The Intersection of Racism and anti-Semitism: The “hook”

[This essay is from The Peoplehood Papers, volume 21“Social Justice and Peoplehood” – published by the Center for Jewish Peoplehood Education.]

By Cherie Brown

As a result of a long history of oppression, Jews have sometimes faced an uncomfortable dilemma: to live among other Jews, often in a vibrant Jewish community, but at the cost of becoming isolated from the rest of the world’s peoples or to become universalists, fighting everyone else’s struggles but ignoring Jewish liberation and the legitimacy of the fight to end anti-Semitism.

Many Jewish young-adult activists are rejecting this false choice. They want to claim being proudly Jewish while having a commitment to broader social justice issues. They refuse to accept that there is any contradiction between living a visible, proud, Jewish life and fighting for both Jewish issues and the liberation of all peoples.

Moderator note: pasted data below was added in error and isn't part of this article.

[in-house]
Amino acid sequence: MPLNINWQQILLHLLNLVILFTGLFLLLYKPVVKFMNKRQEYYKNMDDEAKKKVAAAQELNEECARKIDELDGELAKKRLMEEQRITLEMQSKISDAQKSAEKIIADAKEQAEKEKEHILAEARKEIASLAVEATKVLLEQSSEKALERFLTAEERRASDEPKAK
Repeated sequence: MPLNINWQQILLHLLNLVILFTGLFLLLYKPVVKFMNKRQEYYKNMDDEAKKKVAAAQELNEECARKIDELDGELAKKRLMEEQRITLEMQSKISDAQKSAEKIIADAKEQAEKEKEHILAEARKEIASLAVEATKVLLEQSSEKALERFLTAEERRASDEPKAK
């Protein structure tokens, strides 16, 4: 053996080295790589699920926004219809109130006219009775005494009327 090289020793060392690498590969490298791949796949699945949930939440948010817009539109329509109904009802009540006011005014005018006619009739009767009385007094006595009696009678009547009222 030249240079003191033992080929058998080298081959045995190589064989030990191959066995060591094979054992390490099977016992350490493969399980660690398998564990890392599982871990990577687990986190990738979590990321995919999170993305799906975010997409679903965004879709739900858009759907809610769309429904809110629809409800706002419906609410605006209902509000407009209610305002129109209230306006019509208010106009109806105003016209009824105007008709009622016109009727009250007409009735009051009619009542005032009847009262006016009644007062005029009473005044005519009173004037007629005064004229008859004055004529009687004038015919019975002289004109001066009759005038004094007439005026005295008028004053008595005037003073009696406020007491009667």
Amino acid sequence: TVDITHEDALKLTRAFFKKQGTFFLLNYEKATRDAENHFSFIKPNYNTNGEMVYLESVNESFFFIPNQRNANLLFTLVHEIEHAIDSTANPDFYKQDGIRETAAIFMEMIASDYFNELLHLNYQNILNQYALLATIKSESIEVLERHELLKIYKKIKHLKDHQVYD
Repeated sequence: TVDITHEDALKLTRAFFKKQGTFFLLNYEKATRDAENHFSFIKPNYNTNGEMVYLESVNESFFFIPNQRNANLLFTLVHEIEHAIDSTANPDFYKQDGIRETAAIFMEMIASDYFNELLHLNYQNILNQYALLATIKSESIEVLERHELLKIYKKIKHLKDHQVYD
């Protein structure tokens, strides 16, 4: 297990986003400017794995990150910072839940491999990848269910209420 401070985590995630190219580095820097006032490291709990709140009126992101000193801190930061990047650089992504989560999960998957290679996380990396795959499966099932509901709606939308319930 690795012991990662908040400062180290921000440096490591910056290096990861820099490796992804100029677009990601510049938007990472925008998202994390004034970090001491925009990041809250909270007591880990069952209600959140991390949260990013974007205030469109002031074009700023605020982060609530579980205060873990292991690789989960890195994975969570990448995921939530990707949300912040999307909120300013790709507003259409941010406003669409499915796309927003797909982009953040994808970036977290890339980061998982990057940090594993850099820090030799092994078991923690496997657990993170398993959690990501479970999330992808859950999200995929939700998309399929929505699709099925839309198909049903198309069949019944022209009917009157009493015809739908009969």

From 2001 to 2014, I was invited to lead sessions on racism for Jewish young-adult social justice groups. In these workshops, I appreciated their commitment to using Jewish texts and symbols to strengthen social justice activism. I observed how passionate many were to root out racism in their personal and work lives.

But I also noted a challenge. Many of the Jewish-young-adult activists I was working with did not always recognize how they were experiencing anti-Semitism or how the intersection of anti-Semitism and racism could derail hard-sought relationships with People of Color.